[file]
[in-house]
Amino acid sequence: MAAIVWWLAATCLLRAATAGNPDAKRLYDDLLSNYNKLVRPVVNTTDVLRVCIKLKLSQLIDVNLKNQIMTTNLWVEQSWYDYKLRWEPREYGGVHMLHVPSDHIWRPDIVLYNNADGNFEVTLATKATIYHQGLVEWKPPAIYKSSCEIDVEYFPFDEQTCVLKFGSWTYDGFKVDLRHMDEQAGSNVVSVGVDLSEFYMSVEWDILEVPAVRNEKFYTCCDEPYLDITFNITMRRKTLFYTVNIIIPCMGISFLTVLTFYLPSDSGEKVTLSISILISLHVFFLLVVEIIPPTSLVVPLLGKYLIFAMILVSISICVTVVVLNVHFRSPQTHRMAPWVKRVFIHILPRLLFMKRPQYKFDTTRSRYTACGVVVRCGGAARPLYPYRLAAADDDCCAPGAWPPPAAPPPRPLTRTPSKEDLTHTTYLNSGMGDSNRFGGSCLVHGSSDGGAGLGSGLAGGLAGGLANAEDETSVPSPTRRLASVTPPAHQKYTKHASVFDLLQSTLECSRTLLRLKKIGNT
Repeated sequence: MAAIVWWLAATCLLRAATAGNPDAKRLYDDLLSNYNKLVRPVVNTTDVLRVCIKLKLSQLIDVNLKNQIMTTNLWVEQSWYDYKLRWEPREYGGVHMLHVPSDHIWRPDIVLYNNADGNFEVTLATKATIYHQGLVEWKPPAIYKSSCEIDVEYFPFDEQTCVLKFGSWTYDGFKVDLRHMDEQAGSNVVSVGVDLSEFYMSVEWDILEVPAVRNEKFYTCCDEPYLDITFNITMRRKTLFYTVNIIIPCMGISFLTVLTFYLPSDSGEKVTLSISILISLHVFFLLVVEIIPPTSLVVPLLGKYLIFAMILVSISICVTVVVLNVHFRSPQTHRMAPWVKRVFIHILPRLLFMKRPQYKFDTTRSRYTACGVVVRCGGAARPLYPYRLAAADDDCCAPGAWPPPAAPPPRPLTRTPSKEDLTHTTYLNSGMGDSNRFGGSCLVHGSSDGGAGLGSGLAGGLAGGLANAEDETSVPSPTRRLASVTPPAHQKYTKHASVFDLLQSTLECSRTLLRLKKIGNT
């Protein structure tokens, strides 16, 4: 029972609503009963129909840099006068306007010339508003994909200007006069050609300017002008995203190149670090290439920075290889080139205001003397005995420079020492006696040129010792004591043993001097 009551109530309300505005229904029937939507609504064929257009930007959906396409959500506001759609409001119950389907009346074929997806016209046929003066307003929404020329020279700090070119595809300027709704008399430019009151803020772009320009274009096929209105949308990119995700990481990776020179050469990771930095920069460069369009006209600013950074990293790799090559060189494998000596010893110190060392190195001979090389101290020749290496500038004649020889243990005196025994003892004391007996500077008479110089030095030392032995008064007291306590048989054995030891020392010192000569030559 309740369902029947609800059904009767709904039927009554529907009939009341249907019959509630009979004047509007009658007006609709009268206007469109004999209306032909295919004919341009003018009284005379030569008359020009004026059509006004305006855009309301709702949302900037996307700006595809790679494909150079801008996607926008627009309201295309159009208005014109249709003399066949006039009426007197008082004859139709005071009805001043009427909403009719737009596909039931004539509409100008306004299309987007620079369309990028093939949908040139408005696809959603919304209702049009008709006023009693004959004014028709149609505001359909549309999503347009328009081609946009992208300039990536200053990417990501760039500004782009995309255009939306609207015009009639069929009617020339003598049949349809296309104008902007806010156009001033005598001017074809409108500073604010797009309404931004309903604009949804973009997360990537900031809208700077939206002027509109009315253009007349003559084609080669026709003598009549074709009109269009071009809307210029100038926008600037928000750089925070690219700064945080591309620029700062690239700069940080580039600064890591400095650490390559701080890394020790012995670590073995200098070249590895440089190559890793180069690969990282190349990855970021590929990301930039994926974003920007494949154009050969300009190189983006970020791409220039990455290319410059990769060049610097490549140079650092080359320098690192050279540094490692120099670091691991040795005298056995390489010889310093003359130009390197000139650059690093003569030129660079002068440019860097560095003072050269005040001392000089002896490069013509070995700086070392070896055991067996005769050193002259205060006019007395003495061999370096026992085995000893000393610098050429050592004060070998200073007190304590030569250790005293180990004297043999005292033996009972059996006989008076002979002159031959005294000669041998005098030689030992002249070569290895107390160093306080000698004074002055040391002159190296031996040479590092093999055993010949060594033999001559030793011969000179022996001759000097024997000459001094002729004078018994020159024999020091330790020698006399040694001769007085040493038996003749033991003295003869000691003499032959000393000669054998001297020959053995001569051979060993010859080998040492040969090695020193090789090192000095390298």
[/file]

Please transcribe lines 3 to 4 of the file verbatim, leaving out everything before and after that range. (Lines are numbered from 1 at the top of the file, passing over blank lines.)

Repeated sequence: MAAIVWWLAATCLLRAATAGNPDAKRLYDDLLSNYNKLVRPVVNTTDVLRVCIKLKLSQLIDVNLKNQIMTTNLWVEQSWYDYKLRWEPREYGGVHMLHVPSDHIWRPDIVLYNNADGNFEVTLATKATIYHQGLVEWKPPAIYKSSCEIDVEYFPFDEQTCVLKFGSWTYDGFKVDLRHMDEQAGSNVVSVGVDLSEFYMSVEWDILEVPAVRNEKFYTCCDEPYLDITFNITMRRKTLFYTVNIIIPCMGISFLTVLTFYLPSDSGEKVTLSISILISLHVFFLLVVEIIPPTSLVVPLLGKYLIFAMILVSISICVTVVVLNVHFRSPQTHRMAPWVKRVFIHILPRLLFMKRPQYKFDTTRSRYTACGVVVRCGGAARPLYPYRLAAADDDCCAPGAWPPPAAPPPRPLTRTPSKEDLTHTTYLNSGMGDSNRFGGSCLVHGSSDGGAGLGSGLAGGLAGGLANAEDETSVPSPTRRLASVTPPAHQKYTKHASVFDLLQSTLECSRTLLRLKKIGNT
């Protein structure tokens, strides 16, 4: 029972609503009963129909840099006068306007010339508003994909200007006069050609300017002008995203190149670090290439920075290889080139205001003397005995420079020492006696040129010792004591043993001097 009551109530309300505005229904029937939507609504064929257009930007959906396409959500506001759609409001119950389907009346074929997806016209046929003066307003929404020329020279700090070119595809300027709704008399430019009151803020772009320009274009096929209105949308990119995700990481990776020179050469990771930095920069460069369009006209600013950074990293790799090559060189494998000596010893110190060392190195001979090389101290020749290496500038004649020889243990005196025994003892004391007996500077008479110089030095030392032995008064007291306590048989054995030891020392010192000569030559 309740369902029947609800059904009767709904039927009554529907009939009341249907019959509630009979004047509007009658007006609709009268206007469109004999209306032909295919004919341009003018009284005379030569008359020009004026059509006004305006855009309301709702949302900037996307700006595809790679494909150079801008996607926008627009309201295309159009208005014109249709003399066949006039009426007197008082004859139709005071009805001043009427909403009719737009596909039931004539509409100008306004299309987007620079369309990028093939949908040139408005696809959603919304209702049009008709006023009693004959004014028709149609505001359909549309999503347009328009081609946009992208300039990536200053990417990501760039500004782009995309255009939306609207015009009639069929009617020339003598049949349809296309104008902007806010156009001033005598001017074809409108500073604010797009309404931004309903604009949804973009997360990537900031809208700077939206002027509109009315253009007349003559084609080669026709003598009549074709009109269009071009809307210029100038926008600037928000750089925070690219700064945080591309620029700062690239700069940080580039600064890591400095650490390559701080890394020790012995670590073995200098070249590895440089190559890793180069690969990282190349990855970021590929990301930039994926974003920007494949154009050969300009190189983006970020791409220039990455290319410059990769060049610097490549140079650092080359320098690192050279540094490692120099670091691991040795005298056995390489010889310093003359130009390197000139650059690093003569030129660079002068440019860097560095003072050269005040001392000089002896490069013509070995700086070392070896055991067996005769050193002259205060006019007395003495061999370096026992085995000893000393610098050429050592004060070998200073007190304590030569250790005293180990004297043999005292033996009972059996006989008076002979002159031959005294000669041998005098030689030992002249070569290895107390160093306080000698004074002055040391002159190296031996040479590092093999055993010949060594033999001559030793011969000179022996001759000097024997000459001094002729004078018994020159024999020091330790020698006399040694001769007085040493038996003749033991003295003869000691003499032959000393000669054998001297020959053995001569051979060993010859080998040492040969090695020193090789090192000095390298």